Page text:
History of Sokobanja
The oldest fragments of human habitats in the area of Sokobanja date back to the Neolithic era (remnants of pottery from the cave of Ozren). The old fortified towns originate from the time of Emperor Justinian, and they were a part of the Serbian medieval state (Sokograd, the town of Vrmdza and Bovan) until 1413, when they were devastated.
Sokobanja is first mentioned as a military fortification and settlement in the biography of the despot (the ruler) Stefan Lazarevic, and which was written by Konstantin the Philosopher. The Turkish travel writer, Evliya Celebi, was the first to mention the healing properties of Sokobanja waters when he was describing the Turkish bath in 1663. Prince Milos Obrenovic renovated and rebuilt this bath, which was liberated from the Turks in 1834. The prince also sent the samples of water from the spa for analysis to Vienna, and named the first spa doctor, Leopold Ehrlich.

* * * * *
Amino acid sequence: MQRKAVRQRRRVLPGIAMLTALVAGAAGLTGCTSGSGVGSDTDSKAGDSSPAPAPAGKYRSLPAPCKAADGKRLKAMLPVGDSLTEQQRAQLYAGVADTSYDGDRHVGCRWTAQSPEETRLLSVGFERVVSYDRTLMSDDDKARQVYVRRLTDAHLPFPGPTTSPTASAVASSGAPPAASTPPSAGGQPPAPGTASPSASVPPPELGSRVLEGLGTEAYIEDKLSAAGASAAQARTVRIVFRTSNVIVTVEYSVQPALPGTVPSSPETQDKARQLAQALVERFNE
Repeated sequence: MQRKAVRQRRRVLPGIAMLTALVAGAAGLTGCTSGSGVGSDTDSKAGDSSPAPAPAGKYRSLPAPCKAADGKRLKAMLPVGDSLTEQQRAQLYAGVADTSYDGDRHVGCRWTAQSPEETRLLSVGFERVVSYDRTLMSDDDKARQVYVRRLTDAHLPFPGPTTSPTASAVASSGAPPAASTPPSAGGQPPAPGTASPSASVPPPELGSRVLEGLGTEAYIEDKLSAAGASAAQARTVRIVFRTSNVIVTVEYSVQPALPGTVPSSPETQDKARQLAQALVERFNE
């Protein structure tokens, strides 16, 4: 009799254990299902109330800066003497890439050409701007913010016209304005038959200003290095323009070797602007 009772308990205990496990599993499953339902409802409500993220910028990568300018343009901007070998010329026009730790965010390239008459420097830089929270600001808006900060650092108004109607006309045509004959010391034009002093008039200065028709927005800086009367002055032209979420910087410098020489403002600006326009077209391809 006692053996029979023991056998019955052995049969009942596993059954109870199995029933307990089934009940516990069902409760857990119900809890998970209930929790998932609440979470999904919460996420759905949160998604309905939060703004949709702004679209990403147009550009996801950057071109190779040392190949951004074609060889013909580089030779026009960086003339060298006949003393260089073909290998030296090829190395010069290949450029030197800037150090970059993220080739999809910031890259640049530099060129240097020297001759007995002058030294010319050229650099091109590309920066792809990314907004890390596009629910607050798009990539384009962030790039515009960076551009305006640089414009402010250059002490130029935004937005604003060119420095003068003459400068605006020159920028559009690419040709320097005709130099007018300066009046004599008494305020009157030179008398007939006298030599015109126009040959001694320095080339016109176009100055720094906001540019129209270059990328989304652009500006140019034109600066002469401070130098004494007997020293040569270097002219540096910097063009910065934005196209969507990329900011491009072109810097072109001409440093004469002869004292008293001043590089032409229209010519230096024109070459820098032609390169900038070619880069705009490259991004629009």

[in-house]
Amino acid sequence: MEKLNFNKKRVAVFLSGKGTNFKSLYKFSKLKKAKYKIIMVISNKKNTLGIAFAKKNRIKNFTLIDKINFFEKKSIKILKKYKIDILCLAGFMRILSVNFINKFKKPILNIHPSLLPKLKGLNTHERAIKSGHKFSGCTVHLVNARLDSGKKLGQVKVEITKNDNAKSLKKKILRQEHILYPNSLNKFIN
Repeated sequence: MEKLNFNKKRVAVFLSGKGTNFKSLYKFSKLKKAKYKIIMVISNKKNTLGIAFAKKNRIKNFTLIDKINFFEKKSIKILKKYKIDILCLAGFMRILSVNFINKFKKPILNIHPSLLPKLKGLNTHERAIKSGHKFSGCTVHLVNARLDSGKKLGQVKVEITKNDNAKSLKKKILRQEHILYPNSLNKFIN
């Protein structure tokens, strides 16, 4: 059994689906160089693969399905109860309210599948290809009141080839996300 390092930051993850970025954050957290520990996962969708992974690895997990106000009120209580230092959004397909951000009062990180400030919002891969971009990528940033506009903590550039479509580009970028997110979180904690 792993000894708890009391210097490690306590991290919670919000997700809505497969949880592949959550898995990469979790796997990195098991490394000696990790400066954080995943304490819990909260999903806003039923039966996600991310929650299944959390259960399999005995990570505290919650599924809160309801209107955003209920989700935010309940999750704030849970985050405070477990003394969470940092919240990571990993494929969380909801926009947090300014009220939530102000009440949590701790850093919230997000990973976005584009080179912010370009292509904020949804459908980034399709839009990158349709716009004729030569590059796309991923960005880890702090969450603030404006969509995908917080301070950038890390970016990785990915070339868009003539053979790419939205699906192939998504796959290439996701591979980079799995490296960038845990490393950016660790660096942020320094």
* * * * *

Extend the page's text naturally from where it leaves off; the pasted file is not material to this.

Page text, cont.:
In the First Serbian Uprising, 1808, Hajduk Veljko liberated Sokobanja from the Turks and called it his Banjica (Spa). In the second half of the 19th and the beginning of the 20th century, up till the Second World War, Sokobanja became a meeting point of iconic scientists, writers, artists and bohemians: Ivo Andric, Branislav Nusic, Isidora Sekulic, Stevan Sremac, Jovan Cvijic, Mesa Selimovic.
The order was created in the office of Knjaz Milos in Kragujevac for the ensign Lazarevic, who was sent to the spa to use hot water on June 8, 1837 (according to the old calendar). The original order (voucher) is kept in the History Archive in Kragujevac. The document originates from the moment when the development of organized and health tourism in Sokobanja and Serbia started – June 21 (according to the new calendar).